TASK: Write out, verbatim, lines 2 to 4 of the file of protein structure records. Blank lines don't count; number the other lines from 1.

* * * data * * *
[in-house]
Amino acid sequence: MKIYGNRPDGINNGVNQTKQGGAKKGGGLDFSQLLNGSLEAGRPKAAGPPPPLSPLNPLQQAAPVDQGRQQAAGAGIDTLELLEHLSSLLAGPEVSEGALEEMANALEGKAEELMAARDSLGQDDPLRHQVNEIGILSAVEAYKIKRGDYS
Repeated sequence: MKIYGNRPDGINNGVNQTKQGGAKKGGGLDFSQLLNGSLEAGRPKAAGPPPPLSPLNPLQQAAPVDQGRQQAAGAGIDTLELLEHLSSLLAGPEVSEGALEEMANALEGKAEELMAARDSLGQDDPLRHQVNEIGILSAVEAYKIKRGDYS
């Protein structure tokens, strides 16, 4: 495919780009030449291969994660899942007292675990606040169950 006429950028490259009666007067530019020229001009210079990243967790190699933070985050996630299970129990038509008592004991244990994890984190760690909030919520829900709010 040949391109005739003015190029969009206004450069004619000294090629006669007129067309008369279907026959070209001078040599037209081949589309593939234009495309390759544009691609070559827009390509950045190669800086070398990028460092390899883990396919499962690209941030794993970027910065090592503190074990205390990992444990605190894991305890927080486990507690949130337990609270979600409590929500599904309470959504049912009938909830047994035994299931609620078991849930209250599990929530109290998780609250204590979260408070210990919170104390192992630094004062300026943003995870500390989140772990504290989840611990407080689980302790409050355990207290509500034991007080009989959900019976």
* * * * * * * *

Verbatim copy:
Amino acid sequence: MKIYGNRPDGINNGVNQTKQGGAKKGGGLDFSQLLNGSLEAGRPKAAGPPPPLSPLNPLQQAAPVDQGRQQAAGAGIDTLELLEHLSSLLAGPEVSEGALEEMANALEGKAEELMAARDSLGQDDPLRHQVNEIGILSAVEAYKIKRGDYS
Repeated sequence: MKIYGNRPDGINNGVNQTKQGGAKKGGGLDFSQLLNGSLEAGRPKAAGPPPPLSPLNPLQQAAPVDQGRQQAAGAGIDTLELLEHLSSLLAGPEVSEGALEEMANALEGKAEELMAARDSLGQDDPLRHQVNEIGILSAVEAYKIKRGDYS
């Protein structure tokens, strides 16, 4: 495919780009030449291969994660899942007292675990606040169950 006429950028490259009666007067530019020229001009210079990243967790190699933070985050996630299970129990038509008592004991244990994890984190760690909030919520829900709010 040949391109005739003015190029969009206004450069004619000294090629006669007129067309008369279907026959070209001078040599037209081949589309593939234009495309390759544009691609070559827009390509950045190669800086070398990028460092390899883990396919499962690209941030794993970027910065090592503190074990205390990992444990605190894991305890927080486990507690949130337990609270979600409590929500599904309470959504049912009938909830047994035994299931609620078991849930209250599990929530109290998780609250204590979260408070210990919170104390192992630094004062300026943003995870500390989140772990504290989840611990407080689980302790409050355990207290509500034991007080009989959900019976």